Neocortical neural sprouting, synaptogenesis, and behavioral recovery after neocortical infarction in rats.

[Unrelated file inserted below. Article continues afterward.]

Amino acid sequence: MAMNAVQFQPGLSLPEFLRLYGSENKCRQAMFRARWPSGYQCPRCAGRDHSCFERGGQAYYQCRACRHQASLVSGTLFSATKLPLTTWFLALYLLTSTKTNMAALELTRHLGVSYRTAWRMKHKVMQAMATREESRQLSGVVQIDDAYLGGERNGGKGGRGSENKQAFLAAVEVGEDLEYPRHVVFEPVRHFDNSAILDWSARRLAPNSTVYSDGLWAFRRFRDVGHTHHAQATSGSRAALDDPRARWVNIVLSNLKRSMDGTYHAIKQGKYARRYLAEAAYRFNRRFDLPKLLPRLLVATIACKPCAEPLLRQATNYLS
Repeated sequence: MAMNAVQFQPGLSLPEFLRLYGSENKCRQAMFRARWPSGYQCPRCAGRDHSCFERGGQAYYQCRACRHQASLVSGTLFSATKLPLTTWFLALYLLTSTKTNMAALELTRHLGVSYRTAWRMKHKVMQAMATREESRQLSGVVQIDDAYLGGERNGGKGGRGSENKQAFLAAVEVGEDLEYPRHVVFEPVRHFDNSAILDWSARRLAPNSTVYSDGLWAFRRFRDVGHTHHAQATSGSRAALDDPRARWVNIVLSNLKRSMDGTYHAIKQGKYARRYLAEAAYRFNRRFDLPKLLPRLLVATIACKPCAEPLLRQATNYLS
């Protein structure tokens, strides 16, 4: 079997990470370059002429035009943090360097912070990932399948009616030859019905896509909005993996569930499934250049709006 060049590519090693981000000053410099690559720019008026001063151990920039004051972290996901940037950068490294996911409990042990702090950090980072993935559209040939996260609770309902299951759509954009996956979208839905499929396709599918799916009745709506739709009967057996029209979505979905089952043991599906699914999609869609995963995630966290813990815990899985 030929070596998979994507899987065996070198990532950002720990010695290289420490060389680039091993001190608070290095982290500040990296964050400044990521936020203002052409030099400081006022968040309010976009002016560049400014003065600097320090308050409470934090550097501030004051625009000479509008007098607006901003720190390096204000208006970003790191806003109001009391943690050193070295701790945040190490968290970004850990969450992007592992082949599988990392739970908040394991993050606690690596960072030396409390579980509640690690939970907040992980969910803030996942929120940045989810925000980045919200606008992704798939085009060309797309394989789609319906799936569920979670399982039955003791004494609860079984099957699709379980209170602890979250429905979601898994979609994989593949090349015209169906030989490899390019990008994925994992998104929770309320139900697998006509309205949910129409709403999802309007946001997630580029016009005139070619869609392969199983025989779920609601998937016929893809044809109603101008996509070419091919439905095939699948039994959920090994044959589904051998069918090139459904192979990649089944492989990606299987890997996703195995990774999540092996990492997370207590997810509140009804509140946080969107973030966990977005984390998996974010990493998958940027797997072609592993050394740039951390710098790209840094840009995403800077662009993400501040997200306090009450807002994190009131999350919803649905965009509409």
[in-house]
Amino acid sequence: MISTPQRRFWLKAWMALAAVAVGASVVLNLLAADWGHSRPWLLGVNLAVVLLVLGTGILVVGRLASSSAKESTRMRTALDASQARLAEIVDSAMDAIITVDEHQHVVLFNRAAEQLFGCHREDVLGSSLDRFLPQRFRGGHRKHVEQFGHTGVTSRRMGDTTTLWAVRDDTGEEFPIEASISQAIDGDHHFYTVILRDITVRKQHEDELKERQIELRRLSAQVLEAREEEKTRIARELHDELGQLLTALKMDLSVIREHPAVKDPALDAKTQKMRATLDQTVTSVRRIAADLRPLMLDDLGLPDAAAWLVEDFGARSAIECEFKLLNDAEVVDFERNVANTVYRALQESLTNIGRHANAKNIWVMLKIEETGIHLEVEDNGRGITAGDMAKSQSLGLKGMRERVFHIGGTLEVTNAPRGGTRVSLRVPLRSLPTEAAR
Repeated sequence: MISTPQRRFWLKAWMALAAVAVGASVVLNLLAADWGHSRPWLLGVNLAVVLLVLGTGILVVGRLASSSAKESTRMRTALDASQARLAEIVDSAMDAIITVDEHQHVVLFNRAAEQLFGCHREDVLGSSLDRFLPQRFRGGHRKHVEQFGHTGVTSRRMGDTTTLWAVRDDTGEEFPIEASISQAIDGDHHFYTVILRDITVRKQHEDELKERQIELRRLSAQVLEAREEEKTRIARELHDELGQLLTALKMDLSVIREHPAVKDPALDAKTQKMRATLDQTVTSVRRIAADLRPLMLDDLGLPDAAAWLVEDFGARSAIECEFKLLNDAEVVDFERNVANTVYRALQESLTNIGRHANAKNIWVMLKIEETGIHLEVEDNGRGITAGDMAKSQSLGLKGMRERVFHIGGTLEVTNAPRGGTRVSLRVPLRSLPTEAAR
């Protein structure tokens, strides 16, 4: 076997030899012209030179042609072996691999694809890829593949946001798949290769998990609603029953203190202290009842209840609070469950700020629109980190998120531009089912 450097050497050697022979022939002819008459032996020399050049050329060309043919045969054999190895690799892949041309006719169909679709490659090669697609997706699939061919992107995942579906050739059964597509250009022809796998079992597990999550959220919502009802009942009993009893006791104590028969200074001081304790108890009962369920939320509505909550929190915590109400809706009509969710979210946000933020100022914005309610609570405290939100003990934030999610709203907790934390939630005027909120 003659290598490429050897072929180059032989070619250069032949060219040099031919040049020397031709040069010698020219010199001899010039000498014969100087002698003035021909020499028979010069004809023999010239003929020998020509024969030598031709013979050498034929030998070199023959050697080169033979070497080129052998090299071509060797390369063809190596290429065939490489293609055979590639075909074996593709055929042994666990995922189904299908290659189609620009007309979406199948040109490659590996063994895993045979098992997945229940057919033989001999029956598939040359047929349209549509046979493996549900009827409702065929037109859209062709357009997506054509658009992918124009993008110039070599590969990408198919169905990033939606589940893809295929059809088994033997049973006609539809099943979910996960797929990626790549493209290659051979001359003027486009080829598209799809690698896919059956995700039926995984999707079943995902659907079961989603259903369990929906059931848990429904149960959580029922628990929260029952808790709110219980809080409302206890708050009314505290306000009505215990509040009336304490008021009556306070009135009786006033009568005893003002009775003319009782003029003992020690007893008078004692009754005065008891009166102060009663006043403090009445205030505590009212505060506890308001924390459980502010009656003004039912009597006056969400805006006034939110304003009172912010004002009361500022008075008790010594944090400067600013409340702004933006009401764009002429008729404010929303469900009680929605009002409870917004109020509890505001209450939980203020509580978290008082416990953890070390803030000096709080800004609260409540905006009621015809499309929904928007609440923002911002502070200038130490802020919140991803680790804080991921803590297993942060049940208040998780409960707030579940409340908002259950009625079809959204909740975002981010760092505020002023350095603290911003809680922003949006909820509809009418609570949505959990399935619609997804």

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BACKGROUND AND PURPOSE: Neuroanatomical plasticity is well described in lesions of the hippocampus but remains a subject of some controversy in the neocortex. The purpose of the present study was to measure the neocortical distribution and density of expression of proteins known to be involved in neurite growth or synaptogenesis and to correlate the neocortical expression with behavioral recovery after a focal neocortical infarction. Focal neocortical infarction creates a circumscribed lesion in the neocortex that provides a denervation stimulus for neurite growth and synaptogenesis. METHODS: Unilateral neocortical ischemia was induced in male spontaneously hypertensive Wistar rats (n = 4 per time point) by permanent occlusion of the distal middle cerebral artery and ipsilateral common carotid artery. To determine the spatial and temporal distribution of neurite growth and/or synaptogenesis, GAP-43, a growth-associated protein expressed on axonal growth cones, and synaptophysin, a calcium-binding protein found on synaptic vesicles, were examined by immunohistochemical techniques. The reaction product was measured, and the distribution was recorded. Since the resulting infarction included a portion of the forelimb neocortex, behavioral assessments of forelimb function that used the foot-fault test of Hernandez and Schallert were performed on the same rats used for immunohistochemical studies. Recovery times were 3, 7, 14, 30, and 60 days after surgery. RESULTS: Both GAP-43 and synaptophysin proteins demonstrated statistically significant increases in the density of immunoreaction product as determined by optical density measurements in the neocortex of infarcted rats compared with sham controls. The GAP-43 was elevated to statistically significant levels in forelimb, hindlimb, and parietal neocortical regions medial and lateral to the infarction only at days 3, 7, and 14. In contrast, synaptophysin demonstrated no statistically significant changes in expression at 3 or 7 days but demonstrated statistically significant increases at 14, 30, and 60 days in the forelimb, hindlimb, and parietal neocortical regions medial and lateral to the infarction as well as in the contralateral parietal neocortex. Behavioral assessment of forelimb function indicated impairment of forelimb placement on the side contralateral to the infarction that trended toward control values at 14 days and was not significantly different from controls by 30 days. CONCLUSIONS: These data support the occurrence of neurite growth followed by synaptogenesis in the neocortex, ipsilateral and contralateral to neocortical ischemia, in a pattern that corresponds both spatially and temporally with behavioral recovery. Thus, neuroanatomical remodeling in the neocortex provides a mechanism for recovery of function.